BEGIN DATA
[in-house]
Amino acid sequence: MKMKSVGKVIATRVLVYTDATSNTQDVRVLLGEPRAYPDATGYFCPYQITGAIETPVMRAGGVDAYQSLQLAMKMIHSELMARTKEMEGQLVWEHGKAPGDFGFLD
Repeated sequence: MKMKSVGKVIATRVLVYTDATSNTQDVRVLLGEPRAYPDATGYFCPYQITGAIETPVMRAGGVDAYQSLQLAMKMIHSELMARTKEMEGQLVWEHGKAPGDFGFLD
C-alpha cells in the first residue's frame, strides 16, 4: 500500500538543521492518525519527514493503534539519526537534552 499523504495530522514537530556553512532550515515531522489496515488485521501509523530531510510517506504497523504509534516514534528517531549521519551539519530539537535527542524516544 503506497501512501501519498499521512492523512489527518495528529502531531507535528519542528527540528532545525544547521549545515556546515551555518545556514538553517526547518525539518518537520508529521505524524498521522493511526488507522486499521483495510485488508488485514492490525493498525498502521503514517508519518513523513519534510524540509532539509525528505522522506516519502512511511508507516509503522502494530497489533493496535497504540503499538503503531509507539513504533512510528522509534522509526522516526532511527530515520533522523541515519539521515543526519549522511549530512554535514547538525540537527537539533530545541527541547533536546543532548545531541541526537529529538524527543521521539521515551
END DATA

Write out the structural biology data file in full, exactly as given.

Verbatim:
[in-house]
Amino acid sequence: MKMKSVGKVIATRVLVYTDATSNTQDVRVLLGEPRAYPDATGYFCPYQITGAIETPVMRAGGVDAYQSLQLAMKMIHSELMARTKEMEGQLVWEHGKAPGDFGFLD
Repeated sequence: MKMKSVGKVIATRVLVYTDATSNTQDVRVLLGEPRAYPDATGYFCPYQITGAIETPVMRAGGVDAYQSLQLAMKMIHSELMARTKEMEGQLVWEHGKAPGDFGFLD
C-alpha cells in the first residue's frame, strides 16, 4: 500500500538543521492518525519527514493503534539519526537534552 499523504495530522514537530556553512532550515515531522489496515488485521501509523530531510510517506504497523504509534516514534528517531549521519551539519530539537535527542524516544 503506497501512501501519498499521512492523512489527518495528529502531531507535528519542528527540528532545525544547521549545515556546515551555518545556514538553517526547518525539518518537520508529521505524524498521522493511526488507522486499521483495510485488508488485514492490525493498525498502521503514517508519518513523513519534510524540509532539509525528505522522506516519502512511511508507516509503522502494530497489533493496535497504540503499538503503531509507539513504533512510528522509534522509526522516526532511527530515520533522523541515519539521515543526519549522511549530512554535514547538525540537527537539533530545541527541547533536546543532548545531541541526537529529538524527543521521539521515551